Nestlé revealed this morning (Thursday, February 16) that net profits for 2022 tumbled to CHF 9.3.bn, down 45.2% from 2021’s CHF 16.9bn.
Net profit margin also decreased by 960 basis points (compared to an increase of 490 basis points in 2021), with net debt sitting at CHF 48.2bn, up CHF 15.3bn on 2021 and mostly driven by share buy-backs of CHF 10.5bn following the disposal of L’Oreal shares and a temporary increase in working capital. Net financial expenses also increased, by 19.2% to CHF 1bn, on the back of higher average net debt. The underlying trading operating profit also decreased to 17.1%, 30 basis points down on a reported basis and 40 in constant currency. Trading operating profit margin remained at 14%.
Explaining the dip in net profits, a Nestlé spokesperson said: "We had a strong one-time jump in net profit last year due to the sale of part of our L’Oréal stake, so 2022 shows a decrease in comparison, as the sale was a one-off in 2021."
The CPG's total reported sales increased by 8.4% and organic growth stood at 8.3% (of which 8.2% was pricing-driven and 0.1% accounted for real internal growth). Emerging markets, including Latin America, the Middle East, South Asia and Greater China, had a higher organic growth of 10% compared to developed markets (North America, Europe, Australia, Japan and Korea), where growth was 7.1%.
The company reported ‘strong growth across most categories’, with organic sales of milk products and ice cream up 5.4% driven by coffee creamers, affordable fortified milks and home baking products. Milk and ice cream contributed 12% of all sales, ahead of confectionery (9%) and water (4%) but behind prepared dishes (13%), nutrition (16%), pet care (19%) and powdered & liquid beverages (27%).
Infant nutrition saw double-digit growth, with broad-based contributions across geographies and brands according to the company. There was a marked increase in Greater China sales, where infant nutrition recoded high single-digit growth, with improved market share trends for NAN and illuma.
“Our infant nutrition business reported 10.1% organic growth, with a strong recovery and market share gains across all markets, particularly China. This was supported by demand for HMO powders, which grew at a double-digit rate.” - Francois-Xavier Roger, chief financial officer at Nestlé
Nestlé CEO Mark Schneider added that ‘fixing underperforming businesses’ was a key factor to the return to growth in China’s infant nutrition sector. “We’ve done exactly what we told you that we were going to do and that is take a very deep, hard look at our operations [in China] and in particular, our distribution channels. And within a year, that resulted in very significant improvements.” In 2021, the CPG saw a decline in infant nutrition sales in China, though dairy reported mid single-digit growth led by strong demand for premium and fortified milks.
How dairy performed by zones
Milk products and ice cream sales totalled CHF 11.289m, with an underlying trading operation profit of CHF 2.5m and an underlying trading operation profit margin of 22.7%. Real internal growth (RIG) was down 4.3% and pricing was up 9.6%.
In North America, Gerber Good Start infant formula ‘recorded string demand’ amidst the infant formula crisis in the US, while beverages, including Starbucks at-home products, Coffee mate and Nescafé, posted high single-digit growth.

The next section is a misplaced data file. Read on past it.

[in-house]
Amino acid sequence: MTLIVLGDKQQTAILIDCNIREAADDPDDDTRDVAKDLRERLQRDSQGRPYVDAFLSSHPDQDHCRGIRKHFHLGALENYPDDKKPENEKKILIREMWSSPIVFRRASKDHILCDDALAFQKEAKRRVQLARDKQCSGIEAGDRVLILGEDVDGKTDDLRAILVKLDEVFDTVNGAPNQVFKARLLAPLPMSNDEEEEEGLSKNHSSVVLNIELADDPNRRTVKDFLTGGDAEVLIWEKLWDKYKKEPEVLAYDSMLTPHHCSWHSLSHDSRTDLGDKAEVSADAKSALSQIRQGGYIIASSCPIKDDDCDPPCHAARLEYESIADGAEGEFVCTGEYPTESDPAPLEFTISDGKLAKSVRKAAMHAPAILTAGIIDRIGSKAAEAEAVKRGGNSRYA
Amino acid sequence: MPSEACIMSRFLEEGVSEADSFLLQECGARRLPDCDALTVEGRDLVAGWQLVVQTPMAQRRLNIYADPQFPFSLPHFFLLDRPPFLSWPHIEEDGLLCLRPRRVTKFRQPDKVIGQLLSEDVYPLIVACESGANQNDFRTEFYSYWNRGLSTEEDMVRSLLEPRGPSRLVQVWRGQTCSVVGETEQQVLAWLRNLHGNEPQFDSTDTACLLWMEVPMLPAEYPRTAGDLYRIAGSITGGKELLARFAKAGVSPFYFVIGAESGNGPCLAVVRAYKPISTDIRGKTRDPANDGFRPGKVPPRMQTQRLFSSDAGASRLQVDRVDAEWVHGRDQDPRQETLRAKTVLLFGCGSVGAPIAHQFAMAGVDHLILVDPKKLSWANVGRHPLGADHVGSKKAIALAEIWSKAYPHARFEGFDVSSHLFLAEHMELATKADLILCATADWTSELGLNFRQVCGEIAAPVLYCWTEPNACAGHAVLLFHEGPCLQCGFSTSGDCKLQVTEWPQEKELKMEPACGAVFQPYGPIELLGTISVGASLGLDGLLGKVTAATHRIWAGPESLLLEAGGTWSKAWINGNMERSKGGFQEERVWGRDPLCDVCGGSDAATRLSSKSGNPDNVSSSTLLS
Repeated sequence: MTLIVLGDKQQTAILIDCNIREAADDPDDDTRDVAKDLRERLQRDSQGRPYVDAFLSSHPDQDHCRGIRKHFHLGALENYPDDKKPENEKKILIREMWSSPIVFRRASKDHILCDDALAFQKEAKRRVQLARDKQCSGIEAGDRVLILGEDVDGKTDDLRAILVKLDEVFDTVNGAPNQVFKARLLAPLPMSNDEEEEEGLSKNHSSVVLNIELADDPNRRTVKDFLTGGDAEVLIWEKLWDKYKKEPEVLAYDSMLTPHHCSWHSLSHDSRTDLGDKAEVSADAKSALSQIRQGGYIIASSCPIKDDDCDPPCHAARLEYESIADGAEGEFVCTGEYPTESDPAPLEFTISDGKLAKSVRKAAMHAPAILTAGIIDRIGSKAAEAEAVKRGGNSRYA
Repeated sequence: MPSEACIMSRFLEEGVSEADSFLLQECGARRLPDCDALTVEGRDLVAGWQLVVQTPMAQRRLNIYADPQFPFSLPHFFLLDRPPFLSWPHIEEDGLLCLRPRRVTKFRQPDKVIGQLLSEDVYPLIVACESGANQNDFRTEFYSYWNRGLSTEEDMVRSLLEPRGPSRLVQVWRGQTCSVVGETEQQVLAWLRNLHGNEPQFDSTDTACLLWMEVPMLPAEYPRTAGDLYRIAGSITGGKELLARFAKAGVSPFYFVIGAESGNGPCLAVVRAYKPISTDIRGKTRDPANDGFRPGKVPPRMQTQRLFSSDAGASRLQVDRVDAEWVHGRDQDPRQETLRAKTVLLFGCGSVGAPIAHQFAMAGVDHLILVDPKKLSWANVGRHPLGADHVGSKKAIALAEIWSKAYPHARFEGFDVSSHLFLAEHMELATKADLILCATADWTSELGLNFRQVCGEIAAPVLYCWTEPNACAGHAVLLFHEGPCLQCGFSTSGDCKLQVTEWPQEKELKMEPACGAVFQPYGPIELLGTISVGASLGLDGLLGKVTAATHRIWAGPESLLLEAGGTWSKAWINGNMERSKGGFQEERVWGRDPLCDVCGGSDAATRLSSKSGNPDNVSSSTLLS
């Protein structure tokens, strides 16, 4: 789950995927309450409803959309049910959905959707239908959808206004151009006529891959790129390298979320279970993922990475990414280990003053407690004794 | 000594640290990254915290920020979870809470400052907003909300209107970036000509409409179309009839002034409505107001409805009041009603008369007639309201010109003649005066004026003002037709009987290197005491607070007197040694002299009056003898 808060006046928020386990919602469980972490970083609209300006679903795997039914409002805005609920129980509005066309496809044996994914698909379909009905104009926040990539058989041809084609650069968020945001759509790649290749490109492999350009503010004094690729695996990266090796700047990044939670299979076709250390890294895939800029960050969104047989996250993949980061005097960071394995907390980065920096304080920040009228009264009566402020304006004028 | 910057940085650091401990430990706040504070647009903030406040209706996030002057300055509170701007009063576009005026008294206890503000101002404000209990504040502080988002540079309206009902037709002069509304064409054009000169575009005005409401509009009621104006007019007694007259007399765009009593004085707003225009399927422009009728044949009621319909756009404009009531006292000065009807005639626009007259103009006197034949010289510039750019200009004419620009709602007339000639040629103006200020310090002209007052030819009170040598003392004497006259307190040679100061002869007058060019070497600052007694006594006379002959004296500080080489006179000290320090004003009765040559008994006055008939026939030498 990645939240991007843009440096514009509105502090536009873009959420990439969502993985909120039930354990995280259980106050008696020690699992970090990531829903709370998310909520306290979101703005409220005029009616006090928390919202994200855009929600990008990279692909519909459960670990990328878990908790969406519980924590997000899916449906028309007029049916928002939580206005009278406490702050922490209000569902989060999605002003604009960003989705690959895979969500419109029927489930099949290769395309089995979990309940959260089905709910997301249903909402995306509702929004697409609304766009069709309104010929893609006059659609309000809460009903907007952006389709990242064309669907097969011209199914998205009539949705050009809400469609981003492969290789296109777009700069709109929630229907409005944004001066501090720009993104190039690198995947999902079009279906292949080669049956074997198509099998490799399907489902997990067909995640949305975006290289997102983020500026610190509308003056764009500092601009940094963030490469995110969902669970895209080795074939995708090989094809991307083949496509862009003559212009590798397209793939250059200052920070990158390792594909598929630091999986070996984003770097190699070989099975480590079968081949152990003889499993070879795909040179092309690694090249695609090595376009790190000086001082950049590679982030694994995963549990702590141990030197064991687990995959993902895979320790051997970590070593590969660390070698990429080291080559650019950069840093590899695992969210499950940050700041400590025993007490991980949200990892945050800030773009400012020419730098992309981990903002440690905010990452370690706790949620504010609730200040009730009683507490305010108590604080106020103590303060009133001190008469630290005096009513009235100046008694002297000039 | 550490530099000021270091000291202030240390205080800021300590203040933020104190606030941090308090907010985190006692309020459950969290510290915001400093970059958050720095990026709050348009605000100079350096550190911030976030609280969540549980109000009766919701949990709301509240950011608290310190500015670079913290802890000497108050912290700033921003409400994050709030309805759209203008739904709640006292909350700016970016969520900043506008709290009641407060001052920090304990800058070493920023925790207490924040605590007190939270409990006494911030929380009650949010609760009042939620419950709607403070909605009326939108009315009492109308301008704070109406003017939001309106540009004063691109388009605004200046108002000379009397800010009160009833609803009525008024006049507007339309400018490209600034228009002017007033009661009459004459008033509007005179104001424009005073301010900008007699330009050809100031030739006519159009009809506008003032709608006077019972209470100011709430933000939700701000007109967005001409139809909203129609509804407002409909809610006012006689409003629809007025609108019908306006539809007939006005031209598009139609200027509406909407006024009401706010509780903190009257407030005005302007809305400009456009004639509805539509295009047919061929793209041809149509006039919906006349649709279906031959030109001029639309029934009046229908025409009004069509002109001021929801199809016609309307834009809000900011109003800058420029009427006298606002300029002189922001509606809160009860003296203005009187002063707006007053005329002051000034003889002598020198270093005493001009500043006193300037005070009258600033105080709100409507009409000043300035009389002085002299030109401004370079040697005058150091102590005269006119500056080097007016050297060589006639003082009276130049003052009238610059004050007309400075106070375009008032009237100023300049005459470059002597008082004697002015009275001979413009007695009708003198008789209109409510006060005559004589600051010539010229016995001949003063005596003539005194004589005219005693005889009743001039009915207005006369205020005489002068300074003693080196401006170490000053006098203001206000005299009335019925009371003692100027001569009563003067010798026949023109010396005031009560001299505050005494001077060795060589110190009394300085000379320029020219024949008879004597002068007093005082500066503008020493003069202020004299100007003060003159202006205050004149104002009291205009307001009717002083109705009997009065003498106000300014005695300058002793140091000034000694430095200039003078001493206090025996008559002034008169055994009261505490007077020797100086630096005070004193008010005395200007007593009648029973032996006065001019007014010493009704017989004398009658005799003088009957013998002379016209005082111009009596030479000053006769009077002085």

In Europe, infant nutrition sales grew at a double-digit rate, based on ‘strong momentum’ for premium formula including HMO products.
In Asia, Oceania ad Africa, infant nutrition reached high single-digit growth ‘based on innovation and increased distribution’.
Dairy reported high single-digit growth in Latin America, based on strong sales developments for fortified milks and home-baking products. Infant nutrition also recorded high single-digit growth thanks to Nido and NAN.
And Greater China saw improved market share trends for NAN and illuma, with high single-digit growth for Nestlé’s infant nutrition products.
‘No clear evidence of downtrading’
Despite higher pricing across the company’s portfolio, Francois-Xavier Roger insisted Nestlé has seen ‘no clear evidence of downtrading’, although he admitted that the CPG carried out some ‘portfolio pruning’, particularly on some dairy products in the Middle East and Brazil.
Health Star and environmental results
During his presentation, CEO Mark Schneider unveiled Nestlé’s plans to improve transparency around nutrition across its global portfolio by introducing an ‘external, internationally recognized model for reporting’ called the Health Star rating.
“To our knowledge we are the first company that would provide on its entire global portfolio a consistently-applied Health Star rating so you can see what our entire global portfolio is made up of when it comes to the credation of the Health Star rating system,” he said, adding: “Health Star rating is also used by the Access to Nutrition Initiative and we felt that this is a rating system that is globally respected and understood.”
The new rating system will begin to be applied across Nestlé’s global portfolio from next month. The company will also report on its regional portfolios across 14 countries, using local external benchmarks.
On its environment actions, Schneider announced that the CPG is ‘on track towards the -20% intermediate target for 2025,’ and its emissions are now below 2018 levels based on SBTi standards. “In the year 2023, we stand to benefit from some of the early steps that we placed, that would give us a continued greenhouse gas reduction.’ He suggested that this would be come from initiatives such as tree-planting, which take several years to take effect in terms of providing carbon reductions.